I perceive the task of a contemporary curator as the combinatorics of cultural practices. Traditionally, the explicit aim of curatorial work has been ‘to show’, which is why exhibitions transpire as specific displays. I would like to radically broaden this concept and thereby shift the emphasis to production and communication, that is, to the practices inherent in exhibiting. I understand production in its broader sense, as a term that encompasses the theory and practice of art as equal components that mutually generate one another. Moreover, a more broadly defined concept of cultural practice includes, in my opinion, such related fields as architecture, design, fashion, new media, video, film and interior design that are articulated within a socio-political context, which they also influence.
In Roland Barthes’ terms, exhibitions are communicative, ideological situations that are created in order to intentionally convey subject matter by recourse to certain artefacts and the arrangement thereof. Such ‘messages’ cannot be conceived separately from political stances and interests. It makes a difference whether a setting puts recipients in a subordinate, passive role, addresses them as infantile creatures to be entertained, reaches them on an emotional level or engages them in discourse, gives them access to information, disrupts their accustomed visual and intellectual perceptions, or encourages them to articulate themselves. I thus see the production of discourse in exhibitions as open-ended situations that become interesting when certain concerns are addressed, reinterpreted and debated. I nevertheless consider mediation, like all communication processes, to be essentially flawed or limited, and to a certain extent, it never really succeeds. This fundamental disharmony or ‘non-identical’ element of communication, of language and also of art can emerge as a kind of parrhesia in art and can be (subtly) formulated in the theory.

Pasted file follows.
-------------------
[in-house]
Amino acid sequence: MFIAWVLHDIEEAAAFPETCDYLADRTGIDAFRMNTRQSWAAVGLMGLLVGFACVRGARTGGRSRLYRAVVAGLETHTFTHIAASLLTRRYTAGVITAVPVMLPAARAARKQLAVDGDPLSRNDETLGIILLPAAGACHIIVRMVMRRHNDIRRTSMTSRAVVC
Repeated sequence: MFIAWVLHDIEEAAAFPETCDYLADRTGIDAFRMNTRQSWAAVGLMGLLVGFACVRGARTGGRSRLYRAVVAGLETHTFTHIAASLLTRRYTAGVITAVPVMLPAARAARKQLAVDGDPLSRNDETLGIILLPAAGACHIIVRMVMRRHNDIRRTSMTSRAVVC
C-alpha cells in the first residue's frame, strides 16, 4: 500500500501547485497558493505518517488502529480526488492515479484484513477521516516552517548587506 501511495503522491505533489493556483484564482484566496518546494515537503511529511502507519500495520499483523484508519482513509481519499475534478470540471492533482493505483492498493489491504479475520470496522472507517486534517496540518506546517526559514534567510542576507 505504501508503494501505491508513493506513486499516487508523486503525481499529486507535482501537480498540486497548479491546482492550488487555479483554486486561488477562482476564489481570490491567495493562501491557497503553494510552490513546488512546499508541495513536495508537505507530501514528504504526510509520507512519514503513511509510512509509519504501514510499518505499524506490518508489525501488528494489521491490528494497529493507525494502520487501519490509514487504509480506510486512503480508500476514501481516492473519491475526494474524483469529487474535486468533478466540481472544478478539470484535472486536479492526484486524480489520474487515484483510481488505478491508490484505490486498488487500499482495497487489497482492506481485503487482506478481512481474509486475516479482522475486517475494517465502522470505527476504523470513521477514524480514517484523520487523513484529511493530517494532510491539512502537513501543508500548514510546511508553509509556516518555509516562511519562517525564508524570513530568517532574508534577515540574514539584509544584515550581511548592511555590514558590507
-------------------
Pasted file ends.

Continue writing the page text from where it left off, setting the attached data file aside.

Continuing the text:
I see as the obvious conclusion that any categorical claim regarding content necessarily always entails a formally extreme, subversive and daring translation that partly succeeds in annulling the pedagogic function of ‘the exhibition’ by questioning and redefining it.
Dorothee Richter (2007)